Would you be amazed to discover that educational standards in the UK are comparatively poor? Would you share the bewilderment of, Sian Griffiths, the education editor of The Sunday Times, on her recent fact finding mission to South Korea? She could scarcely believe the evidence of her own eyes:
“I am standing in front of a class of male teenagers, looking on in amazement as boy after boy puts down his pen and folds his arms. Fifteen minutes into a one-hour GCSE maths exam and already students are looking around. Five minutes later and nearly all the 16-year-old boys in this top South Korean school have finished the sample paper.
Hands up if you found the questions easy, I say. A forest of hands shoots up. “Anyone find them difficult?”
Tommy Reynolds, one of two British teenagers in the class, is the only one who raises his hand. It is the moment I realise just how big the gap is between what teenagers in this tiger economy can do in maths compared with pupils back home.”
That an intelligent and informed education journalist needed a ‘Damascus moment’ to open her eyes to the extent of the UK’s under-performance in education is worrying. It reflects the sad fact that, in judging standards of comparative educational attainment, most opinion formers in Britain, as well as politicians and educational professionals simply do not really ‘get it’.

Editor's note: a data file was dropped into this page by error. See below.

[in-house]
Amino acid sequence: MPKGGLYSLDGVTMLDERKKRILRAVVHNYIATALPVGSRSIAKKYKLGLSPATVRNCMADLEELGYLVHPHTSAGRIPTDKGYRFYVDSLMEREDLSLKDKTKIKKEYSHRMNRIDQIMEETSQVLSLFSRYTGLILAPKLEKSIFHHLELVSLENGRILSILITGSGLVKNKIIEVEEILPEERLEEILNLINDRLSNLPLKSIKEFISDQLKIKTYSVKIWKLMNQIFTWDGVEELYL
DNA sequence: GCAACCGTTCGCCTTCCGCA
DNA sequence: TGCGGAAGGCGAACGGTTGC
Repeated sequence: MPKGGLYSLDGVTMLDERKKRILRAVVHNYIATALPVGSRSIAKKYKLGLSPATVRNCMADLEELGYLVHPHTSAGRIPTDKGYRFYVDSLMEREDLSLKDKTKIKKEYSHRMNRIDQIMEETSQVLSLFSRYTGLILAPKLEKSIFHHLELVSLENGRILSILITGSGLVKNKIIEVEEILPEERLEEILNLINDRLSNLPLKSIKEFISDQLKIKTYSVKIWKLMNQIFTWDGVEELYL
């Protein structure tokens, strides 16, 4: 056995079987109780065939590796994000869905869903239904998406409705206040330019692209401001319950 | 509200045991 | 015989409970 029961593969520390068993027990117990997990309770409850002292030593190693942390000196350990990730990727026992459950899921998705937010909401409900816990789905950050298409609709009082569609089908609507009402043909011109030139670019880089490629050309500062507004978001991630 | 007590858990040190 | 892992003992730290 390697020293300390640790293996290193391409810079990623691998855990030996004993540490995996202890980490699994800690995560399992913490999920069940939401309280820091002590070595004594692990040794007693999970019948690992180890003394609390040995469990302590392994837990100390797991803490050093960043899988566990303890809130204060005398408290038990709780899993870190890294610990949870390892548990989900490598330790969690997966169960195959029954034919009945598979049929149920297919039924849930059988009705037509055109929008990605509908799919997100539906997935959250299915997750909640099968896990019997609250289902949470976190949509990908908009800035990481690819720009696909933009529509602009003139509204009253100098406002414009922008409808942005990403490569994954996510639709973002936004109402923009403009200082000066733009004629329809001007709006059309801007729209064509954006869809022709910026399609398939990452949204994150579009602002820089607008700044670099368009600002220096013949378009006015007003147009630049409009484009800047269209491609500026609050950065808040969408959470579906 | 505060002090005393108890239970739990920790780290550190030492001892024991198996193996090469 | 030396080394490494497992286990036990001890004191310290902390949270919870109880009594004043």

Sian Griffiths was honest enough to admit feeling “embarrassed” that 40 per cent of our 16-year-olds do not even pass GCSE mathematics at grade C level. For South Koreans and other Asia Pacific states, a GCSE pass in maths grade C would be regarded as nothing more than a certificate of incompetence. A Korean teacher told Sian that GCSE “is a standards we expect in elementary school”.
On the world’s educational attainment highway, Britain is stuck in a lower gear whilst the likes of South Korea, Singapore and Shanghai shoot further and further ahead in turbo-charged top gear.
Sian discovered that the South Koreans are even beating us when it comes to understanding grammar – not Korean grammar but English grammar! By chance, on Sunday, her newspaper also carried what amounted to a complementary article about educational attainment in England. It reported that standards of spelling and punctuation amongst our 16-year-olds, “is worse than it was 30 years ago.”
Doubtless, this is, in part, a consequence of pupil addiction to digital devices and the language of text messaging. South Korea schools, in contrast, ban mobile phones they and confiscate them for a month if they are found in a pupil’s possession. Many schools in the UK feed the addiction by encouraging their use in the classroom.
Next week the OECD will be publishing its three-yearly PISA tests results. We will find out if UK attainment has progressed as much as the self-congratulatory educational establishment, the ‘Blob’, and ministers claim.
Sian Griffith’s findings from South Korea suggest that we should not set our hopes too high:
“I feel slightly giddy as I get the feeling that this tiger economy, already far ahead of us, is accelerating so fast there is little chance of catching up.”
It is to be hoped that our education system has not gone past the point of no return.
(Image: Republic of Korea)